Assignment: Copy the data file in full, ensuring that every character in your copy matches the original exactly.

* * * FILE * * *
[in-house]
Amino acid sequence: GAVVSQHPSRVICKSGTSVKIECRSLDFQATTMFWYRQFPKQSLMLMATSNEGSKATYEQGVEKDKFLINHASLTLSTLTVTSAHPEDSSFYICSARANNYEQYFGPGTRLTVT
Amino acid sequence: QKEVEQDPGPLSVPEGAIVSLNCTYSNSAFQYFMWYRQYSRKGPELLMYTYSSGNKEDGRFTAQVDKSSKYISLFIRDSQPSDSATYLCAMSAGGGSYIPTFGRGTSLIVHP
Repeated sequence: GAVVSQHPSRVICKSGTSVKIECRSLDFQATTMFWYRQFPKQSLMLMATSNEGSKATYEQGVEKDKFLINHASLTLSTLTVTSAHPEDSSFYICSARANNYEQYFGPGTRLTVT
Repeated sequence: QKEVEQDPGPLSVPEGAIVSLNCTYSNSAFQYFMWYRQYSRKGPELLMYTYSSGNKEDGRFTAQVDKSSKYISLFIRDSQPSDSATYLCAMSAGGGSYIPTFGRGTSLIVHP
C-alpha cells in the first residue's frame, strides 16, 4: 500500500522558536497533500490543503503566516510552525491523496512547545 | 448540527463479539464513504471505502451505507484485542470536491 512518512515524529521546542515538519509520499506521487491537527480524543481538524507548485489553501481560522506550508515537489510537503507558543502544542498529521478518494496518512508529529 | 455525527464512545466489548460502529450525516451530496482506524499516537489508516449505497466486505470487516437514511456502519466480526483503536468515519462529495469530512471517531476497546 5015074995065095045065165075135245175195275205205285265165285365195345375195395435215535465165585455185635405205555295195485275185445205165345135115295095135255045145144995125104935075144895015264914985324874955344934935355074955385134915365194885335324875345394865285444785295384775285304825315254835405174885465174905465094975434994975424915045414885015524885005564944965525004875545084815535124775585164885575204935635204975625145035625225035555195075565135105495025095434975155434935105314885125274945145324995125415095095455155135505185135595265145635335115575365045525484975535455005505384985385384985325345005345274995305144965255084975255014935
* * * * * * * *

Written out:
[in-house]
Amino acid sequence: GAVVSQHPSRVICKSGTSVKIECRSLDFQATTMFWYRQFPKQSLMLMATSNEGSKATYEQGVEKDKFLINHASLTLSTLTVTSAHPEDSSFYICSARANNYEQYFGPGTRLTVT
Amino acid sequence: QKEVEQDPGPLSVPEGAIVSLNCTYSNSAFQYFMWYRQYSRKGPELLMYTYSSGNKEDGRFTAQVDKSSKYISLFIRDSQPSDSATYLCAMSAGGGSYIPTFGRGTSLIVHP
Repeated sequence: GAVVSQHPSRVICKSGTSVKIECRSLDFQATTMFWYRQFPKQSLMLMATSNEGSKATYEQGVEKDKFLINHASLTLSTLTVTSAHPEDSSFYICSARANNYEQYFGPGTRLTVT
Repeated sequence: QKEVEQDPGPLSVPEGAIVSLNCTYSNSAFQYFMWYRQYSRKGPELLMYTYSSGNKEDGRFTAQVDKSSKYISLFIRDSQPSDSATYLCAMSAGGGSYIPTFGRGTSLIVHP
C-alpha cells in the first residue's frame, strides 16, 4: 500500500522558536497533500490543503503566516510552525491523496512547545 | 448540527463479539464513504471505502451505507484485542470536491 512518512515524529521546542515538519509520499506521487491537527480524543481538524507548485489553501481560522506550508515537489510537503507558543502544542498529521478518494496518512508529529 | 455525527464512545466489548460502529450525516451530496482506524499516537489508516449505497466486505470487516437514511456502519466480526483503536468515519462529495469530512471517531476497546 5015074995065095045065165075135245175195275205205285265165285365195345375195395435215535465165585455185635405205555295195485275185445205165345135115295095135255045145144995125104935075144895015264914985324874955344934935355074955385134915365194885335324875345394865285444785295384775285304825315254835405174885465174905465094975434994975424915045414885015524885005564944965525004875545084815535124775585164885575204935635204975625145035625225035555195075565135105495025095434975155434935105314885125274945145324995125415095095455155135505185135595265145635335115575365045525484975535455005505384985385384985325345005345274995305144965255084975255014935